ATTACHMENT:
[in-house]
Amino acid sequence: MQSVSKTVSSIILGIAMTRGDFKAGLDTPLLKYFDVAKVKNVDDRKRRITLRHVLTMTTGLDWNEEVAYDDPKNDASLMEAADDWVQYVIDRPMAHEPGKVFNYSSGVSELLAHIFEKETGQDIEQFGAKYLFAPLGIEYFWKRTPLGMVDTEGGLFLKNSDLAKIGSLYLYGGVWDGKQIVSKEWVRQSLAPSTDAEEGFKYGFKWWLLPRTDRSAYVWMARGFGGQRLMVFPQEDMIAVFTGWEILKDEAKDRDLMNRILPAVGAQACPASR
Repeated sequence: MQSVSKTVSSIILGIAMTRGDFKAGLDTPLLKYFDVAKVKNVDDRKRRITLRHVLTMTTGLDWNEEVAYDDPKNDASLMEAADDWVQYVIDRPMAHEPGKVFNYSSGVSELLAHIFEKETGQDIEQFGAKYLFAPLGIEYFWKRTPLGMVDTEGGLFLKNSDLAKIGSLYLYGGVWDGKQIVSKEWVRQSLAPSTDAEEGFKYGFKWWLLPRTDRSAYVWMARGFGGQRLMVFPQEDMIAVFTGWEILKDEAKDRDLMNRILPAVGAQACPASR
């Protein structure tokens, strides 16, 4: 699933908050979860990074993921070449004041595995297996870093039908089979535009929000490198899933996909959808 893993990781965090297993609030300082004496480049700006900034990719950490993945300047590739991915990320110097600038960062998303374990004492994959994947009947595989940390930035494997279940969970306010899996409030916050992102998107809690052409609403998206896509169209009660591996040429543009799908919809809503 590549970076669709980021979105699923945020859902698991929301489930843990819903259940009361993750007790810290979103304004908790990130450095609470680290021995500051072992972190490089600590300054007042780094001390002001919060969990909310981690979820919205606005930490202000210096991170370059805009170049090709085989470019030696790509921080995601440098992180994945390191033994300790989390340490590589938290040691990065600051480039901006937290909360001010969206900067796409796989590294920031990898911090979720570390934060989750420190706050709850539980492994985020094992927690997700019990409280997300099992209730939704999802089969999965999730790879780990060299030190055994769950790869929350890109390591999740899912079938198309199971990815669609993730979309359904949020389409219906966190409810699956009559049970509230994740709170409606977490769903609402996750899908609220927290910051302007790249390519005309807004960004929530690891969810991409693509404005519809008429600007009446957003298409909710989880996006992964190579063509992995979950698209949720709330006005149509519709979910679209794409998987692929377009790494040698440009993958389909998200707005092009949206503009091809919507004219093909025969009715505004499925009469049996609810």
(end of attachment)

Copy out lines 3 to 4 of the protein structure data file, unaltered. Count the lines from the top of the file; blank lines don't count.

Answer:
Repeated sequence: MQSVSKTVSSIILGIAMTRGDFKAGLDTPLLKYFDVAKVKNVDDRKRRITLRHVLTMTTGLDWNEEVAYDDPKNDASLMEAADDWVQYVIDRPMAHEPGKVFNYSSGVSELLAHIFEKETGQDIEQFGAKYLFAPLGIEYFWKRTPLGMVDTEGGLFLKNSDLAKIGSLYLYGGVWDGKQIVSKEWVRQSLAPSTDAEEGFKYGFKWWLLPRTDRSAYVWMARGFGGQRLMVFPQEDMIAVFTGWEILKDEAKDRDLMNRILPAVGAQACPASR
């Protein structure tokens, strides 16, 4: 699933908050979860990074993921070449004041595995297996870093039908089979535009929000490198899933996909959808 893993990781965090297993609030300082004496480049700006900034990719950490993945300047590739991915990320110097600038960062998303374990004492994959994947009947595989940390930035494997279940969970306010899996409030916050992102998107809690052409609403998206896509169209009660591996040429543009799908919809809503 590549970076669709980021979105699923945020859902698991929301489930843990819903259940009361993750007790810290979103304004908790990130450095609470680290021995500051072992972190490089600590300054007042780094001390002001919060969990909310981690979820919205606005930490202000210096991170370059805009170049090709085989470019030696790509921080995601440098992180994945390191033994300790989390340490590589938290040691990065600051480039901006937290909360001010969206900067796409796989590294920031990898911090979720570390934060989750420190706050709850539980492994985020094992927690997700019990409280997300099992209730939704999802089969999965999730790879780990060299030190055994769950790869929350890109390591999740899912079938198309199971990815669609993730979309359904949020389409219906966190409810699956009559049970509230994740709170409606977490769903609402996750899908609220927290910051302007790249390519005309807004960004929530690891969810991409693509404005519809008429600007009446957003298409909710989880996006992964190579063509992995979950698209949720709330006005149509519709979910679209794409998987692929377009790494040698440009993958389909998200707005092009949206503009091809919507004219093909025969009715505004499925009469049996609810």